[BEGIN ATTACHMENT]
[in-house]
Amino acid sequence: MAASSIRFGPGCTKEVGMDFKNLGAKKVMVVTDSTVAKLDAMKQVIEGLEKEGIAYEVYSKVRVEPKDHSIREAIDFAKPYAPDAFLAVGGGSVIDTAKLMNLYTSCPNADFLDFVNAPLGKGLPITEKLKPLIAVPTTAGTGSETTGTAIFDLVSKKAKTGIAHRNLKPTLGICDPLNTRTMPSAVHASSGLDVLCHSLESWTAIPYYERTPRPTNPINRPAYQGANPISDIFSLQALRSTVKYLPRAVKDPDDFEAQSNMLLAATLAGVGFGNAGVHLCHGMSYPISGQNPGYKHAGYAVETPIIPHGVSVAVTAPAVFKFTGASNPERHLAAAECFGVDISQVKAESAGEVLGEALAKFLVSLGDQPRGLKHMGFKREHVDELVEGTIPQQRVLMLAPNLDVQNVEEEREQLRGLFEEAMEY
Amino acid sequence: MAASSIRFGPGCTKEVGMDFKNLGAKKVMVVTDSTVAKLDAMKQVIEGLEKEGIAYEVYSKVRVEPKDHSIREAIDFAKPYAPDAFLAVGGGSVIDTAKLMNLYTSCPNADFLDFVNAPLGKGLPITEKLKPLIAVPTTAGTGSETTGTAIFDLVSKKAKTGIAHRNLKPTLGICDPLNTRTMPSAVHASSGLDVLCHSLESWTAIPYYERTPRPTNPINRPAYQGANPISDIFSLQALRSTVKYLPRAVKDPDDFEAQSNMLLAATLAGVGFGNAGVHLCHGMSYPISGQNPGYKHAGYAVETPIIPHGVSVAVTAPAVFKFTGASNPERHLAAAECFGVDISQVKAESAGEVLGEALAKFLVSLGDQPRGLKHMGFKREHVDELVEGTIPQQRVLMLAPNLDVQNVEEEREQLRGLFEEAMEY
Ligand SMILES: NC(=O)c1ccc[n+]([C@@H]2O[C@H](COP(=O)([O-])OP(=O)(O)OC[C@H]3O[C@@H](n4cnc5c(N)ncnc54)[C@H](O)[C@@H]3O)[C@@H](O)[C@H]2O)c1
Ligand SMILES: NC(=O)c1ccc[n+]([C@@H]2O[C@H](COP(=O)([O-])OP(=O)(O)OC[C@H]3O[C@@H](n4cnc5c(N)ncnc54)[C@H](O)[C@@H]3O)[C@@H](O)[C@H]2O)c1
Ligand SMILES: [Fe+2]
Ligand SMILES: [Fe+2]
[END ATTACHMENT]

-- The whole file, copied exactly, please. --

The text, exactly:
[in-house]
Amino acid sequence: MAASSIRFGPGCTKEVGMDFKNLGAKKVMVVTDSTVAKLDAMKQVIEGLEKEGIAYEVYSKVRVEPKDHSIREAIDFAKPYAPDAFLAVGGGSVIDTAKLMNLYTSCPNADFLDFVNAPLGKGLPITEKLKPLIAVPTTAGTGSETTGTAIFDLVSKKAKTGIAHRNLKPTLGICDPLNTRTMPSAVHASSGLDVLCHSLESWTAIPYYERTPRPTNPINRPAYQGANPISDIFSLQALRSTVKYLPRAVKDPDDFEAQSNMLLAATLAGVGFGNAGVHLCHGMSYPISGQNPGYKHAGYAVETPIIPHGVSVAVTAPAVFKFTGASNPERHLAAAECFGVDISQVKAESAGEVLGEALAKFLVSLGDQPRGLKHMGFKREHVDELVEGTIPQQRVLMLAPNLDVQNVEEEREQLRGLFEEAMEY
Amino acid sequence: MAASSIRFGPGCTKEVGMDFKNLGAKKVMVVTDSTVAKLDAMKQVIEGLEKEGIAYEVYSKVRVEPKDHSIREAIDFAKPYAPDAFLAVGGGSVIDTAKLMNLYTSCPNADFLDFVNAPLGKGLPITEKLKPLIAVPTTAGTGSETTGTAIFDLVSKKAKTGIAHRNLKPTLGICDPLNTRTMPSAVHASSGLDVLCHSLESWTAIPYYERTPRPTNPINRPAYQGANPISDIFSLQALRSTVKYLPRAVKDPDDFEAQSNMLLAATLAGVGFGNAGVHLCHGMSYPISGQNPGYKHAGYAVETPIIPHGVSVAVTAPAVFKFTGASNPERHLAAAECFGVDISQVKAESAGEVLGEALAKFLVSLGDQPRGLKHMGFKREHVDELVEGTIPQQRVLMLAPNLDVQNVEEEREQLRGLFEEAMEY
Ligand SMILES: NC(=O)c1ccc[n+]([C@@H]2O[C@H](COP(=O)([O-])OP(=O)(O)OC[C@H]3O[C@@H](n4cnc5c(N)ncnc54)[C@H](O)[C@@H]3O)[C@@H](O)[C@H]2O)c1
Ligand SMILES: NC(=O)c1ccc[n+]([C@@H]2O[C@H](COP(=O)([O-])OP(=O)(O)OC[C@H]3O[C@@H](n4cnc5c(N)ncnc54)[C@H](O)[C@@H]3O)[C@@H](O)[C@H]2O)c1
Ligand SMILES: [Fe+2]
Ligand SMILES: [Fe+2]